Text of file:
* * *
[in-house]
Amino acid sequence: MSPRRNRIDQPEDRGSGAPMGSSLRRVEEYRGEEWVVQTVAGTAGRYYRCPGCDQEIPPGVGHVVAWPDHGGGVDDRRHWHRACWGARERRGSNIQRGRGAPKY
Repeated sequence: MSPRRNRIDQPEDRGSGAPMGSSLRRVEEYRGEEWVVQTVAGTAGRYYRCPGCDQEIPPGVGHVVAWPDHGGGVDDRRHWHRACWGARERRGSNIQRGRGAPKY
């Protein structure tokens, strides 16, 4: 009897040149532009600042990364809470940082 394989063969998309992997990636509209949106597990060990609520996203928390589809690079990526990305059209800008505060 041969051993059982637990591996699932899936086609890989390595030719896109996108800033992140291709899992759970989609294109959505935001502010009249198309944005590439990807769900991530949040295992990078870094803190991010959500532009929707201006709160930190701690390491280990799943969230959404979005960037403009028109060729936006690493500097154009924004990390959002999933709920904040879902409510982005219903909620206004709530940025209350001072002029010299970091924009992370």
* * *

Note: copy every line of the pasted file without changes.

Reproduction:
[in-house]
Amino acid sequence: MSPRRNRIDQPEDRGSGAPMGSSLRRVEEYRGEEWVVQTVAGTAGRYYRCPGCDQEIPPGVGHVVAWPDHGGGVDDRRHWHRACWGARERRGSNIQRGRGAPKY
Repeated sequence: MSPRRNRIDQPEDRGSGAPMGSSLRRVEEYRGEEWVVQTVAGTAGRYYRCPGCDQEIPPGVGHVVAWPDHGGGVDDRRHWHRACWGARERRGSNIQRGRGAPKY
């Protein structure tokens, strides 16, 4: 009897040149532009600042990364809470940082 394989063969998309992997990636509209949106597990060990609520996203928390589809690079990526990305059209800008505060 041969051993059982637990591996699932899936086609890989390595030719896109996108800033992140291709899992759970989609294109959505935001502010009249198309944005590439990807769900991530949040295992990078870094803190991010959500532009929707201006709160930190701690390491280990799943969230959404979005960037403009028109060729936006690493500097154009924004990390959002999933709920904040879902409510982005219903909620206004709530940025209350001072002029010299970091924009992370």